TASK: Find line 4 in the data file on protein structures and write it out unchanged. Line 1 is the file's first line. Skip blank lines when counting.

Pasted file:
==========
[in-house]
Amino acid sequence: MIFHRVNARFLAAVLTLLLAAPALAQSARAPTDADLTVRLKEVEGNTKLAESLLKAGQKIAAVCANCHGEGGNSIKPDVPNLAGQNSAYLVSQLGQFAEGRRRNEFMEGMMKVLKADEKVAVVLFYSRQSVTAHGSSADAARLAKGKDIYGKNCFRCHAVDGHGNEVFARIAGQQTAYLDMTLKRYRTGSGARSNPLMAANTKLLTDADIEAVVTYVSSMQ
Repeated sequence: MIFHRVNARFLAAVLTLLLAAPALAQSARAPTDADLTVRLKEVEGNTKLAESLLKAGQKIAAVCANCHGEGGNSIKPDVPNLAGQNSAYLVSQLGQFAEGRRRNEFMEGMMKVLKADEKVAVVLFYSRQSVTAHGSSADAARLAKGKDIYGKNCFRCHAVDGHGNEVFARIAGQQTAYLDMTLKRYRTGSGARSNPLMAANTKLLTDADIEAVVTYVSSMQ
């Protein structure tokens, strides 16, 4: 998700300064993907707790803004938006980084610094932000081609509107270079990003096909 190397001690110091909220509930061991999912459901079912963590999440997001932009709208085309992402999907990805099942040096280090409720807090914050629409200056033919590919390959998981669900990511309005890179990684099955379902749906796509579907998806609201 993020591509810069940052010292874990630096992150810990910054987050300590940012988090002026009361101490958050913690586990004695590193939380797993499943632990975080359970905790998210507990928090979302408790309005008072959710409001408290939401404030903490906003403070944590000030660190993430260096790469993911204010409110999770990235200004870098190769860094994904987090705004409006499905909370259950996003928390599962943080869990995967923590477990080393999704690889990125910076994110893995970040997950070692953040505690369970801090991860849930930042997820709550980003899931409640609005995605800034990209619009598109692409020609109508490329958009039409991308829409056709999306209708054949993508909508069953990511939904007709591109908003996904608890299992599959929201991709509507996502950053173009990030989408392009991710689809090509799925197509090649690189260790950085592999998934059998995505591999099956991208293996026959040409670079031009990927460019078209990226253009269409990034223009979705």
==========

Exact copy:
């Protein structure tokens, strides 16, 4: 998700300064993907707790803004938006980084610094932000081609509107270079990003096909 190397001690110091909220509930061991999912459901079912963590999440997001932009709208085309992402999907990805099942040096280090409720807090914050629409200056033919590919390959998981669900990511309005890179990684099955379902749906796509579907998806609201 993020591509810069940052010292874990630096992150810990910054987050300590940012988090002026009361101490958050913690586990004695590193939380797993499943632990975080359970905790998210507990928090979302408790309005008072959710409001408290939401404030903490906003403070944590000030660190993430260096790469993911204010409110999770990235200004870098190769860094994904987090705004409006499905909370259950996003928390599962943080869990995967923590477990080393999704690889990125910076994110893995970040997950070692953040505690369970801090991860849930930042997820709550980003899931409640609005995605800034990209619009598109692409020609109508490329958009039409991308829409056709999306209708054949993508909508069953990511939904007709591109908003996904608890299992599959929201991709509507996502950053173009990030989408392009991710689809090509799925197509090649690189260790950085592999998934059998995505591999099956991208293996026959040409670079031009990927460019078209990226253009269409990034223009979705």